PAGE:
I marked the end of Dry January talking about acid attacks, particularly from Prosecco, causing dental erosion. The Mirro and the Sun...
Growing evidence suggests that improvements in oral health can lead to better overall health outcomes for patients. However, collaboration between medical care and dental care in England is limited, despite both working in a primary care setting. A report released this week by the National Association of Primary Care (NAPC) investigates the barriers to collaboration and how it could be improved. ‘Primary Care Home: exploring the potential for dental care to add value’, looks at the case for including dental care in the Primary Care Home model and how to make it happen. As an NAPC board member, I was a member of the working party which produced the report.
What is Primary Care Home?
Primary Care Home (PCH) is an innovative approach to strengthening and redesigning primary care. Developed by the NAPC, the model brings together a range of health and social care professionals to work together to provide enhanced personalised and preventative care for their local community.
Why do we need closer working between medical and dental care?
Poor oral health has been associated with lower education outcomes, increased levels of depression and a worsening of other health conditions. The most common reason for having a general anaesthetic in children is tooth decay, with the costs being met through medical budgets. There are also a growing number of people who are seeking advice from their medical practitioner or attending accident and emergency departments for oral health related conditions, instead of going to see a dentist. The resource implications are significant, accident and emergency (A&E) costs alone are estimated to be at least £18 million.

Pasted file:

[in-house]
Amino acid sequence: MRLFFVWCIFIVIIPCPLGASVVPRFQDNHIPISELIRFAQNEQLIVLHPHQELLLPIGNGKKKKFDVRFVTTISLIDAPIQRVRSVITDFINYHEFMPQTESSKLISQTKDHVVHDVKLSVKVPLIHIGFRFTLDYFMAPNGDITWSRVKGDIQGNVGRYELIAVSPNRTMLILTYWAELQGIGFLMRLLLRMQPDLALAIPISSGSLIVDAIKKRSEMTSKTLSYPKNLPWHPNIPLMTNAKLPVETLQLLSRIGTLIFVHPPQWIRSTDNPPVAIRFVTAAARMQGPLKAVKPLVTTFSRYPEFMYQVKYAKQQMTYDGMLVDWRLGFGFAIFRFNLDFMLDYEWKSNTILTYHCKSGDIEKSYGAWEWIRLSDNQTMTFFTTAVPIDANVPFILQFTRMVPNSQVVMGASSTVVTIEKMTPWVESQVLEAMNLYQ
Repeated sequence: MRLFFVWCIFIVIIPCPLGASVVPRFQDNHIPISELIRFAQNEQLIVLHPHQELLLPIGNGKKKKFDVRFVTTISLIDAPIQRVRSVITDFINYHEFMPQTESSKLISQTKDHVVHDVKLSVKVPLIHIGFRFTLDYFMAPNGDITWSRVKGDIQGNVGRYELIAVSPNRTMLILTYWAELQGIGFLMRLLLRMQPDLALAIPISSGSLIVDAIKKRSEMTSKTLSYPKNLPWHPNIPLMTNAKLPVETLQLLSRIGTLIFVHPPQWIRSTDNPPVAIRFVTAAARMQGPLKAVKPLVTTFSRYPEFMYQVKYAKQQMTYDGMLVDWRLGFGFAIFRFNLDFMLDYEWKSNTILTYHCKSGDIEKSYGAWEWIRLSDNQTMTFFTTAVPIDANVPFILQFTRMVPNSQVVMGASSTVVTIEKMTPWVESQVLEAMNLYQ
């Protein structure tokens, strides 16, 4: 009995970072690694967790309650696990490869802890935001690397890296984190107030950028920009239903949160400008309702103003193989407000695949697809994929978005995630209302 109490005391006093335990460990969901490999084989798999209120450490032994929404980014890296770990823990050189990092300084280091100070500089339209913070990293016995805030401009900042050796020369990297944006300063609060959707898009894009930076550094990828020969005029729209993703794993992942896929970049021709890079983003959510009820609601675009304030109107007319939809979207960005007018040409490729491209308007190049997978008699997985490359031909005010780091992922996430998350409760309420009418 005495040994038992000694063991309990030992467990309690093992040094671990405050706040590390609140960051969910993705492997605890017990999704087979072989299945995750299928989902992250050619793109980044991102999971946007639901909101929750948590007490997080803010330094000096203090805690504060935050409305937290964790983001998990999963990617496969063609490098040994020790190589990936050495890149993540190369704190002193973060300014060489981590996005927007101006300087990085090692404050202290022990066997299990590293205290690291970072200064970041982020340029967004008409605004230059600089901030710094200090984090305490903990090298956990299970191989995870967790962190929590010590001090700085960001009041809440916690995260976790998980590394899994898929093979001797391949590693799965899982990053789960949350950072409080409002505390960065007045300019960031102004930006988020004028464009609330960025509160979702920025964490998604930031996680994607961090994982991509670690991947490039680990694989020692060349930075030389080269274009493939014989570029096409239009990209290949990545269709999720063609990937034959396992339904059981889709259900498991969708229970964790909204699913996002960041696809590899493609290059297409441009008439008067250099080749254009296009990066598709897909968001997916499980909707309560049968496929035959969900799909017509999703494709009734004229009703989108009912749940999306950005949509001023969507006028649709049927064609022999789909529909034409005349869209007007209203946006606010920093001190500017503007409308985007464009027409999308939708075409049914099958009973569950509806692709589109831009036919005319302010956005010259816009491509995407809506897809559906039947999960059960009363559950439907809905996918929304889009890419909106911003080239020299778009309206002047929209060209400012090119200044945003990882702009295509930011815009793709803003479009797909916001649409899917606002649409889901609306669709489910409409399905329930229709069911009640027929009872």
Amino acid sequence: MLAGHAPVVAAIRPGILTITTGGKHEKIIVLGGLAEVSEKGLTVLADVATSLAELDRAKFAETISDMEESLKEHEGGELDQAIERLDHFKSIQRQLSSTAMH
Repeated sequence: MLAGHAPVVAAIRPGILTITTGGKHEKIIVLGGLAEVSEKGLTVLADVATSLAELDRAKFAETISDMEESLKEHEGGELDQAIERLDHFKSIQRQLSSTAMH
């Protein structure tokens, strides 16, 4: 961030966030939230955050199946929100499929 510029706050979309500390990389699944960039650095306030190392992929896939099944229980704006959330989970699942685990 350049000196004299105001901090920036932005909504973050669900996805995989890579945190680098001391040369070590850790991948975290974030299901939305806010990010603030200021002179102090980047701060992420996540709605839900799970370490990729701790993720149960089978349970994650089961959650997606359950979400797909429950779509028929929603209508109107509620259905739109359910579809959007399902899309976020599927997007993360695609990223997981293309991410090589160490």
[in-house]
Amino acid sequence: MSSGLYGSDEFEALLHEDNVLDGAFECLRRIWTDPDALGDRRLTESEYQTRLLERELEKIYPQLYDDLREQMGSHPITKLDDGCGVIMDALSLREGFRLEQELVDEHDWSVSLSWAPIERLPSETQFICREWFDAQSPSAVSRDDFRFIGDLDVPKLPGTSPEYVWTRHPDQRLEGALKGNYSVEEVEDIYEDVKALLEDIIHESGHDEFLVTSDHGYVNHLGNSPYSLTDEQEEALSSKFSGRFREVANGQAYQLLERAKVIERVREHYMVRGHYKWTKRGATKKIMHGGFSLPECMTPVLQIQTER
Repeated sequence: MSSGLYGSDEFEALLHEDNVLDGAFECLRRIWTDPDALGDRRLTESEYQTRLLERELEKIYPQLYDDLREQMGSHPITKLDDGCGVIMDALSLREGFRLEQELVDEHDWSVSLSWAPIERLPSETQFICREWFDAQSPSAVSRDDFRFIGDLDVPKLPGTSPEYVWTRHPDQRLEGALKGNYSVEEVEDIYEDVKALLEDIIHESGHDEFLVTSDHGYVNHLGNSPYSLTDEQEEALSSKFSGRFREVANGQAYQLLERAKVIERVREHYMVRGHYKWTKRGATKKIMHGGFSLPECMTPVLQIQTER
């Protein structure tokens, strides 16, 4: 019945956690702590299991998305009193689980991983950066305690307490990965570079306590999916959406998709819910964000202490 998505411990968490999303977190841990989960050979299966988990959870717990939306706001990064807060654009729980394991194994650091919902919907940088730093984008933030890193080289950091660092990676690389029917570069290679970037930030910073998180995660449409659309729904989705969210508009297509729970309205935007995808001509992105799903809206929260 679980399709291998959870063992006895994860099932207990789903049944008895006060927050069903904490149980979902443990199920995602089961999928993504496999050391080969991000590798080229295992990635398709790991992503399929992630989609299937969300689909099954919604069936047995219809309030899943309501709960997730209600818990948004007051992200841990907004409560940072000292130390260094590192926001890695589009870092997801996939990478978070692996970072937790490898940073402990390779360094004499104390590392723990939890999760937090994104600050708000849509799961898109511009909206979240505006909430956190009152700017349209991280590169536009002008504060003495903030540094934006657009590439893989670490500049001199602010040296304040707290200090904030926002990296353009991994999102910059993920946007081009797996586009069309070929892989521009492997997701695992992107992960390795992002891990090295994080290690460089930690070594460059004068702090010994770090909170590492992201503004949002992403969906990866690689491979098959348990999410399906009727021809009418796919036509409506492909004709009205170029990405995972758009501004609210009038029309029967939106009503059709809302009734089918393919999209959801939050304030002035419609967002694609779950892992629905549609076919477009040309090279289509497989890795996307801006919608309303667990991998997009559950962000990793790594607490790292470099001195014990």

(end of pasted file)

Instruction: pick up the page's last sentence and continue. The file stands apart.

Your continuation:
What impact would collaboration have?
Closer working relationships between the dental and medical sectors can provide opportunities to improve patient health and experience. It’s potentially more efficient too, with a reduction in medication use through the benefits that dental care can bring to a person’s self-esteem, the broader support of public health programmes and conditions identified at an early stage. For example, a better diet will contribute to a reduction in tooth decay, diabetes and obesity. Contact with dental services may also provide the opportunity to encourage vaccination, health screenings and for people to receive advice on where to seek help.
The report concludes that the development of collaborative projects to tackle problems such as the growing dental demands on medical care resources and the focus on specific population groups or conditions would be a good way forward and help ensure better and more efficient outcomes for patients.
The report calls on a case study from my own dental practice, which details the work we have undertaken with homeless people in the Greater Manchester area. Homeless people tend to have poor dental health and many have not visited a dentist for years. It’s common for the homeless to alleviate dental pain with alcohol or drugs instead of seeking treatment. When the pain becomes too severe, many will either attend A&E or resort to pulling out their own teeth. Homeless people often lead chaotic lives and have complex mental and physical health problems, with dental care low on their priority list despite appalling levels of decay. A significant number have no teeth. It can be hard to find an NHS dentist willing to accept homeless patients. Read more here about our work with GPs, statutory and voluntary services in Manchester to improve dental services for homeless people.